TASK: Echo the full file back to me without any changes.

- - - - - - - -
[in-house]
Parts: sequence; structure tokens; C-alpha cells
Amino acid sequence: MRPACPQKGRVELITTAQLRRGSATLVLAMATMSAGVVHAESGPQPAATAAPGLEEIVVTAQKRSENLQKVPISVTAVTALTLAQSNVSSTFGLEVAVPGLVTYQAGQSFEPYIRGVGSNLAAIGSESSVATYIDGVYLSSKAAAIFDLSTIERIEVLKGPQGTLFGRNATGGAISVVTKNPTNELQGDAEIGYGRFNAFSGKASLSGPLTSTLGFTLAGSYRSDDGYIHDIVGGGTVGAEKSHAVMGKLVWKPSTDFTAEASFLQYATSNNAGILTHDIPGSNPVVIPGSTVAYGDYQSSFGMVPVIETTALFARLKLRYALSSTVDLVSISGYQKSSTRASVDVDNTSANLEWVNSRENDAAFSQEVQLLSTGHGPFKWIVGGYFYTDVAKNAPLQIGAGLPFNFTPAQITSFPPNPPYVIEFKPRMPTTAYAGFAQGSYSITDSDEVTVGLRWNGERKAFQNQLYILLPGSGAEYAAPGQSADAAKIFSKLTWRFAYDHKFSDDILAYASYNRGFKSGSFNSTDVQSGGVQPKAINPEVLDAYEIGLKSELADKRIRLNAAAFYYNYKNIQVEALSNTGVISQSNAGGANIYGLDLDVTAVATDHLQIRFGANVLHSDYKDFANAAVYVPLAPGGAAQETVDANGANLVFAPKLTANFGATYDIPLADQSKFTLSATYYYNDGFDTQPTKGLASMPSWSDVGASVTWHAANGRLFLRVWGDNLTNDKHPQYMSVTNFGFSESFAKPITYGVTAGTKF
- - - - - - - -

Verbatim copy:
[in-house]
Parts: sequence; structure tokens; C-alpha cells
Amino acid sequence: MRPACPQKGRVELITTAQLRRGSATLVLAMATMSAGVVHAESGPQPAATAAPGLEEIVVTAQKRSENLQKVPISVTAVTALTLAQSNVSSTFGLEVAVPGLVTYQAGQSFEPYIRGVGSNLAAIGSESSVATYIDGVYLSSKAAAIFDLSTIERIEVLKGPQGTLFGRNATGGAISVVTKNPTNELQGDAEIGYGRFNAFSGKASLSGPLTSTLGFTLAGSYRSDDGYIHDIVGGGTVGAEKSHAVMGKLVWKPSTDFTAEASFLQYATSNNAGILTHDIPGSNPVVIPGSTVAYGDYQSSFGMVPVIETTALFARLKLRYALSSTVDLVSISGYQKSSTRASVDVDNTSANLEWVNSRENDAAFSQEVQLLSTGHGPFKWIVGGYFYTDVAKNAPLQIGAGLPFNFTPAQITSFPPNPPYVIEFKPRMPTTAYAGFAQGSYSITDSDEVTVGLRWNGERKAFQNQLYILLPGSGAEYAAPGQSADAAKIFSKLTWRFAYDHKFSDDILAYASYNRGFKSGSFNSTDVQSGGVQPKAINPEVLDAYEIGLKSELADKRIRLNAAAFYYNYKNIQVEALSNTGVISQSNAGGANIYGLDLDVTAVATDHLQIRFGANVLHSDYKDFANAAVYVPLAPGGAAQETVDANGANLVFAPKLTANFGATYDIPLADQSKFTLSATYYYNDGFDTQPTKGLASMPSWSDVGASVTWHAANGRLFLRVWGDNLTNDKHPQYMSVTNFGFSESFAKPITYGVTAGTKF